Latter-day Saints Hold Event in Support of Black Lives Matter, Organizers Call for Change within Church


A member of the Church of Jesus Christ of Latter-Day Saints at the University of Utah Institute of Religion Building speaks to the crowd gathered for a group march, prayer, and vigil on Sunday, 14 June 2020 to protest the death of George Floyd and other African-American people due to police brutality and systemic racism. The crowd marched from the U to the Utah State Capitol (Photo by Abu Asib | The Daily Utah Chronicle).

By Megan McKellar, News Writer

On June 14, a group of members of the Church of Jesus Christ of Latter-Day Saints marched from the University of Utah’s Institute of Religion building to the Utah State Capitol, joining dozens of other protests in Salt Lake City to denounce racism and police brutality. 

We cannot just sit idly and just hope that things work out. We’ve got to get up and stand for truth,” said Madelaine Lamah, U student and event organizer. 

Hannah Fouts, Lamah’s co-organizer, said that one of the main goals of the event was to show the community that standing with the Black community as members of the Church, which is part of living the Church’s teachings of loving one another. 

“Really we just want to stand together and show to the community that we really do mean what we say and are doing our best to practice what we preach,” Fouts said. 

Once the group arrived at the Capitol, a few speakers came forward to share their experiences as Black members of the Church. Lamah said that the goal was not only to help everyone understand what people of color experience and how they’re affected by racism, but to also inspire participants to actively combat racism within their own communities and spheres of influence.  

“I think it’s time that members of the church, get up and act, educate themselves on racism and fight against this injustice, or as our Prophet has said, this sin, that is racism,” Lamah said. 

A non-denominational prayer was then given, followed by a candlelight vigil and eight minutes and 46 seconds of silence during which the group members knelt in honor of George Floyd.  

On June 1, Russell M. Nelson, President of the Church of Jesus Christ of Latter-Day Saints, shared a post about racism and the recent protests. President Nelson also partnered with three leaders of the National Association for the Advancement of Colored People (NAACP) to publish a piece online and call for national racial harmony.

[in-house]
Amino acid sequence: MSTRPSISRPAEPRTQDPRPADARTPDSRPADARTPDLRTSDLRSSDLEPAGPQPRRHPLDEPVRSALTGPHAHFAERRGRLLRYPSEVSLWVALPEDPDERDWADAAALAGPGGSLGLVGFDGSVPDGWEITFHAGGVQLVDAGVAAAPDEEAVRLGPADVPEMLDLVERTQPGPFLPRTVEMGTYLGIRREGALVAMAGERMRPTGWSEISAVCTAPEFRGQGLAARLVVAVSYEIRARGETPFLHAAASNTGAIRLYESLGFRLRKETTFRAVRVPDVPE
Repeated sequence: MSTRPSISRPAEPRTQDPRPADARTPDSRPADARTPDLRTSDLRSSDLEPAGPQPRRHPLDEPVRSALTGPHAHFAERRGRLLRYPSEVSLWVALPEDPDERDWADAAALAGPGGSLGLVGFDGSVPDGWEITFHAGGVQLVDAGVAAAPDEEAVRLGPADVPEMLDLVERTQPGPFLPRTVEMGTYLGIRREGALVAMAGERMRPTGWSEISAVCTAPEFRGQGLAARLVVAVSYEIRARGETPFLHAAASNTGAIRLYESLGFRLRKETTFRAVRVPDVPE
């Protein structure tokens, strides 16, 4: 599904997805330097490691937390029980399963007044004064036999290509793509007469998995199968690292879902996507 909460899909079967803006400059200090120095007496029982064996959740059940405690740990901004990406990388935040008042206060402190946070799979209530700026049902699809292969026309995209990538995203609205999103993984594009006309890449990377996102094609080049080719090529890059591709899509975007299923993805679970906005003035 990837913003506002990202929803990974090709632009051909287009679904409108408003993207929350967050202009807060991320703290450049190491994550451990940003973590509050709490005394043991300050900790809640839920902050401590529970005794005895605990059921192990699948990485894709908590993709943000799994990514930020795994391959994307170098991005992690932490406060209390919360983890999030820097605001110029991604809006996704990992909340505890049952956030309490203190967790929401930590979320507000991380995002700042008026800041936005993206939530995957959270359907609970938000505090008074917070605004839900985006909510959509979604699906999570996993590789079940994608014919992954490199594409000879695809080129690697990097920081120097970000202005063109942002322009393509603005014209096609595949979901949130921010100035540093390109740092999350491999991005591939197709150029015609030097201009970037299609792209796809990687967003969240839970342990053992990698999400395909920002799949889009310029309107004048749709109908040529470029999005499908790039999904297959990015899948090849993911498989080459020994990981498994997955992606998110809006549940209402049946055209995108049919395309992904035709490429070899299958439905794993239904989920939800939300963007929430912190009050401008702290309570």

Lamah felt that the Church’s responses were appropriate but on the safe side.  

“Black lives are in danger and it would have been good to see the church take a more specific stance and wants to do something about it, as opposed to just general statements, Lamah said.  

Fout also agreed that more action by the church is needed. 

“It’s critical to take off the blindfold, to face our past as a church, which is just full of racism, and just accept the fact that people are imperfect and leaders are imperfect, and a lot of mistakes have been made. Then and only then will we be able to move forward in repairing the damage that’s been done,” Fouts said. 

Until 1978, the church did not allow Black members to hold the priesthood — what they believe is power to act in the name of God.

Additionally, the Salt Lake Tribune reported some leaders of the NAACP hope to see more action from the Church than they have in the past two years of partnership.

Wil Colom, special counsel to the NAACP president, said the NAACP is “looking forward to the church doing more to undo the 150 years of damage they did by how they treated African Americans in the church.”

Other Black members of the Church are calling for actions from the church and its members, such as including anti-racism training in the church’s curriculum.  

Event participants kneel at the Utah State Capitol in honor of George Floyd and others on June 14, 2020. (Abu Asib | The Daily Utah Chronicle)

Although she has only been a member for a short time, Lamah has noticed microaggressions from members of the church towards Black members. 

“I have observed that sometimes there are certain things that members of the church say coming from a place of ignorance… comments or actions that could negatively impact a Black member of the church,” Lamah said. 

She encourages members of the Church everywhere to not sit idly by, but to stand up against racial injustice in their communities. 

“For 400 years, we’ve been oppressed, and we need many more years for us to be able to change this. But if we don’t start now, we’re never gonna get there,” Lamah said. 

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